Secrets you can steal from your neighbour’s garden…
Etiquette is tricky in the middle-sized world when it comes to what you ‘see’ in a neighbour’s garden. If your neighbour has a habit of sun-bathing topless, then it’s invading their space to comment – when you meet them later – on their herbaceous border.
But a local Open Gardens event gives you a licence to snoop – in the nicest possible way. Because what grows well in their garden will probably also do well in yours.
A neighbourhood Open Gardens is always a bit of a festival. Our Faversham Open Gardens & Market Day is being held on 26th June 2016.
You don’t have to copy your neighbours, but it’s always useful to see what works and what doesn’t in gardens of a similar size and climate to yours. So what sort of tips will you be able to pick up?
How to garden on a steep slope…
Abel’s Acre is a community garden in Faversham.
It’s basically a large, steep rockery, with amazing colour throughout the year. Some of the Abel’s Acre gardeners will be on hand to answer questions about community gardening and how to garden on a steep slope.
When I looked up the RHS advice on gardening on a slope, the recommendations do look a little gloomy – hedera and eunonymus and other sturdy, worthy plants.
But Abel’s Acre is a riot of colour almost all year round. They plant a mixture of perennials and annuals: pelargoniums, geraniums, thyme and alyssum, which all thrive in hot, stony sites. There’s also lavender, carnations, and masses of California poppies which seed themselves into every pocket.
And there’s a smaller bank on the other side of the road, which they also maintain – and it’s full of irises
What to do with a forgotten corner…
Posy Gentles had a concrete yard at the side of the house, where washing, bins and general clutter lurked. When she discovered that the concrete was creating a damp problem in the kitchen, they decided to make the most of having to dig it all up.
They turned it into a brick courtyard. It’s an L shape around a typical long, thin kitchen extension. They divided the long part of the L into sections, so it now looks less long and thin. A
And the brick is much more attractive than the cracked concrete. The bench and chairs are on a brick circle, then there is a border in front of the bench, making a visual division between this area and the rest of the garden (although you can see through and walk round it).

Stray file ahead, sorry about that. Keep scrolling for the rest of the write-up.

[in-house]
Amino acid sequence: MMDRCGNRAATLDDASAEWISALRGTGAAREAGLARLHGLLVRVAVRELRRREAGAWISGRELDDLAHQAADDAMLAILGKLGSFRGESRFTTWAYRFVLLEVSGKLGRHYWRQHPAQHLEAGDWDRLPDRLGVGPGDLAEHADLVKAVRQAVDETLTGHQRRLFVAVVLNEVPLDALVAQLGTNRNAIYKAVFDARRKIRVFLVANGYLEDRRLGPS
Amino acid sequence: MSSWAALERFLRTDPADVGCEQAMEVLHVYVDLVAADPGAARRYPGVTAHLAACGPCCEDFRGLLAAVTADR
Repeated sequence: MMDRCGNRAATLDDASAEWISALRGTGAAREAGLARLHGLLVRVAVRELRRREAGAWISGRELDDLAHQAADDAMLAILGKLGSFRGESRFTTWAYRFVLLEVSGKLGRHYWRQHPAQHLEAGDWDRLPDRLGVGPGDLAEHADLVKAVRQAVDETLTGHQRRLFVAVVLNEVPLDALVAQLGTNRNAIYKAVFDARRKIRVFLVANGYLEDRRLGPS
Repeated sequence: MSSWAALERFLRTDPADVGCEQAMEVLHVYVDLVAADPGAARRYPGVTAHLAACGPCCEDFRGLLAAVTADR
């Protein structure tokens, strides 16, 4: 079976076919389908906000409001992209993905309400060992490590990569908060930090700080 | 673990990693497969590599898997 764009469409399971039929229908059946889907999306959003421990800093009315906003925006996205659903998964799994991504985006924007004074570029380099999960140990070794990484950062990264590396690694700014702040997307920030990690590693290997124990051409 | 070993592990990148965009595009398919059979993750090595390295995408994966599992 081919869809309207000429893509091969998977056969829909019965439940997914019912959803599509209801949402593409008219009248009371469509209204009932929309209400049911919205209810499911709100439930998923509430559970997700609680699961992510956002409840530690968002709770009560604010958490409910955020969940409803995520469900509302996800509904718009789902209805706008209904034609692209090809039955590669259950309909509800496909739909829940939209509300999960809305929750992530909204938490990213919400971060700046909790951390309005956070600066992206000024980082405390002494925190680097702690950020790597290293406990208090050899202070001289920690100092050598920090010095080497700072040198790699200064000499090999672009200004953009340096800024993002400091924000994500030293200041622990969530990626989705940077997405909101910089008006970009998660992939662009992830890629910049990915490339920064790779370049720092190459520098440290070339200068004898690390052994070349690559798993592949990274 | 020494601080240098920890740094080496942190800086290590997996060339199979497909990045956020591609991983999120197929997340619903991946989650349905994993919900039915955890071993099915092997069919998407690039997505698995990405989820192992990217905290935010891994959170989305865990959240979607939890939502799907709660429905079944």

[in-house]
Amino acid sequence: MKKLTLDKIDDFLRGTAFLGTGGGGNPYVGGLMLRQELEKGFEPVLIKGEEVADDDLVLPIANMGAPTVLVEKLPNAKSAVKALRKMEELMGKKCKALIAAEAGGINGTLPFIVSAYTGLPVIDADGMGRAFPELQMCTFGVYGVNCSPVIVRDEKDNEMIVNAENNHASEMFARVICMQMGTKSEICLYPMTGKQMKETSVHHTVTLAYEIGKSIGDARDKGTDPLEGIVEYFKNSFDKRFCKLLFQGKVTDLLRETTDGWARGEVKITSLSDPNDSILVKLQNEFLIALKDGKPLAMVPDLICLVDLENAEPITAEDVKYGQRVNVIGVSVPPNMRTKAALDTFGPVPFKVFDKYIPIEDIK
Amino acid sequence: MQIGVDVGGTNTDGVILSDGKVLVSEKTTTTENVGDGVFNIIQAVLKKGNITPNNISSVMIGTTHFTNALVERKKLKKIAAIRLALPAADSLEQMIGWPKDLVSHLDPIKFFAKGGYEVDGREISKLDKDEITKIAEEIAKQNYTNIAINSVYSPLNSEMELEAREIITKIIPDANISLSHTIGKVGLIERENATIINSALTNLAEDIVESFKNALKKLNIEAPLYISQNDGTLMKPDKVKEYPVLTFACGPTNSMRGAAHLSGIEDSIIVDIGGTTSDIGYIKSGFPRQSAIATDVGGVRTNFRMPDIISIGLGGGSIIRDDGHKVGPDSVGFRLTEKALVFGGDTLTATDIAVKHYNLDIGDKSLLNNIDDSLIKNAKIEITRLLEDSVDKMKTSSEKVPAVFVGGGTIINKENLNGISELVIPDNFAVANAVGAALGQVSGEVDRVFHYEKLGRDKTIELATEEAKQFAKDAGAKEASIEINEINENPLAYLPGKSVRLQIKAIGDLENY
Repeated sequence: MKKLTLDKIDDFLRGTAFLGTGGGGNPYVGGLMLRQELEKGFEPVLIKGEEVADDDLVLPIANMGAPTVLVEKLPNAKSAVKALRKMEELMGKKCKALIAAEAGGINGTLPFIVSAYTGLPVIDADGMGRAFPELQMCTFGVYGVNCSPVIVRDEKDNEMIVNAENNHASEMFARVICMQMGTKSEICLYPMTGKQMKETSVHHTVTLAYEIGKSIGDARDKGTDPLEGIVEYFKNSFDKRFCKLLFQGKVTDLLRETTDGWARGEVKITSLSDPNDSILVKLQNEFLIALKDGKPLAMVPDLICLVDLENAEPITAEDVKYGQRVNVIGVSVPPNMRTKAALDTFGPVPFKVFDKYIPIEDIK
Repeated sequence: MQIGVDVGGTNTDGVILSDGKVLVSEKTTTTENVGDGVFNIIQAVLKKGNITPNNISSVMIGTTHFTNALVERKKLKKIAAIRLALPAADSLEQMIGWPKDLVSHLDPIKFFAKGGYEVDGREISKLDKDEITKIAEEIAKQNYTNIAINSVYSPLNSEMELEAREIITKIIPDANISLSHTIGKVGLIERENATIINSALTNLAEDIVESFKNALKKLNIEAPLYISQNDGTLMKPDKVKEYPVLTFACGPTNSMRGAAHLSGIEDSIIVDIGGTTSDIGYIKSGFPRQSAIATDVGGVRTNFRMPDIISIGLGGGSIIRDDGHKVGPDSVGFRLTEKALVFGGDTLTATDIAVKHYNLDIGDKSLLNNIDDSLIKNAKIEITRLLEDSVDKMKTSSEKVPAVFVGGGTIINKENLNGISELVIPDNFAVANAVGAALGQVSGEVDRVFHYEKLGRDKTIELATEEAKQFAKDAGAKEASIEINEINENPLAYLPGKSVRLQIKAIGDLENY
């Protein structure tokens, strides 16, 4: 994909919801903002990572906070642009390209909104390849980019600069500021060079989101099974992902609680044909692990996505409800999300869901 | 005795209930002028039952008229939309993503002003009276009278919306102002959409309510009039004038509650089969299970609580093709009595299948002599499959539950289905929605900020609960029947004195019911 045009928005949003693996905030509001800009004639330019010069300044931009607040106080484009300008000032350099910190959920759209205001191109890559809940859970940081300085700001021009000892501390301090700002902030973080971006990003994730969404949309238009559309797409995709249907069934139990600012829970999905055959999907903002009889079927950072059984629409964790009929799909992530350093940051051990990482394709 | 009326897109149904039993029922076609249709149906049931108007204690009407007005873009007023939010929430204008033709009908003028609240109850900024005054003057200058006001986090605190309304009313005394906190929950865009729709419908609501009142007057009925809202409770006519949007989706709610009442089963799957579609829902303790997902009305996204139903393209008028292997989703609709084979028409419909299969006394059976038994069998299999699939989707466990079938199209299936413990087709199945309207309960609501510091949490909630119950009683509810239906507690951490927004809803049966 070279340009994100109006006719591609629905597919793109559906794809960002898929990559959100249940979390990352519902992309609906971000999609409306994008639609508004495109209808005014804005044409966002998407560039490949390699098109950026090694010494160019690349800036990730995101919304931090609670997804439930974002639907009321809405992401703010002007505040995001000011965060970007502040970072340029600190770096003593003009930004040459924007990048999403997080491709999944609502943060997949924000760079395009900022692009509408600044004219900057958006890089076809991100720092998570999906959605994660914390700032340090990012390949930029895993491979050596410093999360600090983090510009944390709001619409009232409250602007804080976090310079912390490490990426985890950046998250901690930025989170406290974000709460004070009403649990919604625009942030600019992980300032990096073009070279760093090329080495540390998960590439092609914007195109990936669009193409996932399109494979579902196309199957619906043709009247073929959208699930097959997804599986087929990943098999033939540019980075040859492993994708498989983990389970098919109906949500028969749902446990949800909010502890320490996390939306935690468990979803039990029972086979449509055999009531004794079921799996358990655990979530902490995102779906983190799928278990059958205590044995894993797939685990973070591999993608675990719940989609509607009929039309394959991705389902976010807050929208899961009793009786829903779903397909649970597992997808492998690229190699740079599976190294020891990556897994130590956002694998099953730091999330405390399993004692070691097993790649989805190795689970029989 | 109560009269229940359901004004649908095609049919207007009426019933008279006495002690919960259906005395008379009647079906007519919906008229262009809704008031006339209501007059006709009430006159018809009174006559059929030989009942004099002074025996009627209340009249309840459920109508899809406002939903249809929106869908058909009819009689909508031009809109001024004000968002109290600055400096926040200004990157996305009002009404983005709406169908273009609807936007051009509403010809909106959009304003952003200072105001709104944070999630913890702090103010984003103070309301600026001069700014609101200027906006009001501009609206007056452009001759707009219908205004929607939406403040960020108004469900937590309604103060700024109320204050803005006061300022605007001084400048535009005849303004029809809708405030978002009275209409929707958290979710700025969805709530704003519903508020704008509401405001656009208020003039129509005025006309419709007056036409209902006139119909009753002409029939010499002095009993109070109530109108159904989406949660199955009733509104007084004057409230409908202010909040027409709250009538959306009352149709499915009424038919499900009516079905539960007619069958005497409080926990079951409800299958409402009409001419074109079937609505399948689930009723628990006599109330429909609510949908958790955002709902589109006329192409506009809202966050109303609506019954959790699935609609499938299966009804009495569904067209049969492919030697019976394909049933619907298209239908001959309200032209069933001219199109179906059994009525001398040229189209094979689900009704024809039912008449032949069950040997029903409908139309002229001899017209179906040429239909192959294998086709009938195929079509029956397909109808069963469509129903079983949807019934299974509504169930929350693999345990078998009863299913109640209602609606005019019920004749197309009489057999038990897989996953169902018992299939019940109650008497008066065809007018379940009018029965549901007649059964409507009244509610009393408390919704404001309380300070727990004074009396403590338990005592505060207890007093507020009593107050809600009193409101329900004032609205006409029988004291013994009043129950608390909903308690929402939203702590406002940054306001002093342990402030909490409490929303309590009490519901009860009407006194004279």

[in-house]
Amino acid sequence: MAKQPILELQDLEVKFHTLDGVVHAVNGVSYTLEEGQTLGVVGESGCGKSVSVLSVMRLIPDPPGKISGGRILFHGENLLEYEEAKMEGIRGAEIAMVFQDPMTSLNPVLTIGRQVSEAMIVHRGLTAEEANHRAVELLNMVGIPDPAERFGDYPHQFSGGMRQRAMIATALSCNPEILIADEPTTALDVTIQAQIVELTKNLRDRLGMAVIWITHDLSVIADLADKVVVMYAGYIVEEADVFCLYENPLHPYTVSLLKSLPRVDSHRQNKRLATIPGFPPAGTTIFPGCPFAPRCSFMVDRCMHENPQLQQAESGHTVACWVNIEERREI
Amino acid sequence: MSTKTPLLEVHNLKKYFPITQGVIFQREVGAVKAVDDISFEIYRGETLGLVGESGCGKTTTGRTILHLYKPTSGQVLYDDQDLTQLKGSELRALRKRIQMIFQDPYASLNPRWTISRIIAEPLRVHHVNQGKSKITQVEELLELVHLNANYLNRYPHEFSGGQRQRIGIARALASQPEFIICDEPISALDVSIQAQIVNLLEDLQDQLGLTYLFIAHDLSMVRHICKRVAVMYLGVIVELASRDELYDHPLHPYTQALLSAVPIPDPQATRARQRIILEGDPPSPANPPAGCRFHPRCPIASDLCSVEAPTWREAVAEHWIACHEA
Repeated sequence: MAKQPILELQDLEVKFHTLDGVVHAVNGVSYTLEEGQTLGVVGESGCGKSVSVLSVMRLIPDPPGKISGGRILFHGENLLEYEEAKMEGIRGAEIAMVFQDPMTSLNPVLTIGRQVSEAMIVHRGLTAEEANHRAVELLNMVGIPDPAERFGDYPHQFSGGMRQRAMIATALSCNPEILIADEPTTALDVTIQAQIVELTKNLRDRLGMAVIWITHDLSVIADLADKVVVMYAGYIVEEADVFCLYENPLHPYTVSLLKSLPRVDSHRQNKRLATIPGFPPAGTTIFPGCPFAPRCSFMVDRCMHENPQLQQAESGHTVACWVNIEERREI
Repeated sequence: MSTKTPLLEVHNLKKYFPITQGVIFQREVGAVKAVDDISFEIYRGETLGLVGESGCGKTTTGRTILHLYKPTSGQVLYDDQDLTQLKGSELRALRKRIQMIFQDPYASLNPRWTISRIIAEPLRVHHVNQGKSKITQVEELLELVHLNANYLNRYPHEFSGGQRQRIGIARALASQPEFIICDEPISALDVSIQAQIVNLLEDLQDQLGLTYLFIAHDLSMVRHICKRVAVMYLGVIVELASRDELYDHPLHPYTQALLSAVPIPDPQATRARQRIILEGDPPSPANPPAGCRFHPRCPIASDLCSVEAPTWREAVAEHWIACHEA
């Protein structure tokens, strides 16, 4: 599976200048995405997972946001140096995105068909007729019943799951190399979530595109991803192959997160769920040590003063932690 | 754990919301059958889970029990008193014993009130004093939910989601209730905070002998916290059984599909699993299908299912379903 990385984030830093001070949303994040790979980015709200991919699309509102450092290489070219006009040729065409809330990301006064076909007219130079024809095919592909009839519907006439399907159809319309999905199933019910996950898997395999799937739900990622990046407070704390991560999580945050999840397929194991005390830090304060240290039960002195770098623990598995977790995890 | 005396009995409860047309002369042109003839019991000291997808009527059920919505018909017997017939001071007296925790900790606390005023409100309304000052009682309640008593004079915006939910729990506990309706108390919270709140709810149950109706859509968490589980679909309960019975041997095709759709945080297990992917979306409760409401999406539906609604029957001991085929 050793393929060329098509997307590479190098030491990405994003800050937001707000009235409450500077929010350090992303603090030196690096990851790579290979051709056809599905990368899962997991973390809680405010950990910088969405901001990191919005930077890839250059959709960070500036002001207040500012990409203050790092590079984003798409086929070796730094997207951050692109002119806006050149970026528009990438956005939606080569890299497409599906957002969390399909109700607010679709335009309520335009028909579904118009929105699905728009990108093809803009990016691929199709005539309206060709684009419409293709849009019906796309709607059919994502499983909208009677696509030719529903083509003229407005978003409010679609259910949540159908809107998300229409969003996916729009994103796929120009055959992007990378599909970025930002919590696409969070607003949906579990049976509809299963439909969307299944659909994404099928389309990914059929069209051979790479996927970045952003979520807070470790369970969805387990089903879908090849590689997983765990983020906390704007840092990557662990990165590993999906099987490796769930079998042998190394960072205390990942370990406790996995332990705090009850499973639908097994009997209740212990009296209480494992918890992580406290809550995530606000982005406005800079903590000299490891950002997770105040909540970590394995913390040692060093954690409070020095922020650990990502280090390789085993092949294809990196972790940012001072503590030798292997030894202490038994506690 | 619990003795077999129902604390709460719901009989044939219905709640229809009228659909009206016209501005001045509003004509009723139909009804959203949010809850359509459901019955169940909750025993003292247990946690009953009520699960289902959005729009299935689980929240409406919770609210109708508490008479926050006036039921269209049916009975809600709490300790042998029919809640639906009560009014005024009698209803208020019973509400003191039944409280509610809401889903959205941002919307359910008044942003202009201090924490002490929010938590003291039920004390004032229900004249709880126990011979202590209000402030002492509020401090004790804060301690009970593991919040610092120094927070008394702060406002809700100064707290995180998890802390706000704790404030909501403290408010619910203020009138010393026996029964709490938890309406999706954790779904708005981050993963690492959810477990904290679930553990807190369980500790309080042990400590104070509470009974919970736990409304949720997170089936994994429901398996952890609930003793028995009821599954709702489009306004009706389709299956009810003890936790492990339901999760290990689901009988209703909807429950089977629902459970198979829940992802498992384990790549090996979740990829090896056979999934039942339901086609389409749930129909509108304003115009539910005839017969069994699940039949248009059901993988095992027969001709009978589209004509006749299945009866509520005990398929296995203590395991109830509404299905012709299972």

You can do a lot for wildlife in a town garden…
You can create a ‘meadow garden’ in a small space
Julian and Amanda Mannering’s house was built in the 1980s.
Like many people with new-builds, the garden was left full of builders’ rubble – which made it perfect for a meadow garden.
‘The main thing about creating a meadow in a lawn is that you’ve got to reduce the quality of the soil,’ says Julian. ‘But our soil was never very good anyway.’
Just to make sure, however, they planted yellow rattle in with the meadow flowers from the start – it’s a plant that helps stop the original lawn grass taking over.
Garden visiting – and opening your own garden to other people – is a very positive thing to do: Lucie Neame opens her garden for the NGS, and says that both opening your garden and garden visiting is ‘therapeutic, both for visitor and for owner. People are full of joy at being invited into your personal space. With decent cuppa and a large slice of coffee and walnut in them they are British at their Best.’
There are 33 gardens open behind Faversham’s pretty historic streets, and a garden market with plants, collectables, vintage gardening tools and accessories and local food in the Market Place.
Tickets from the Fleur Visitor Centre, 15 Preston St or look out for our stall in the Market Place on Sat June 18th or Sun June 26th. £6 a head or 2 x £10
And we’d love you to spread the word – do tell people about Faversham’s Open Gardens or share this using the buttons below. Thank you!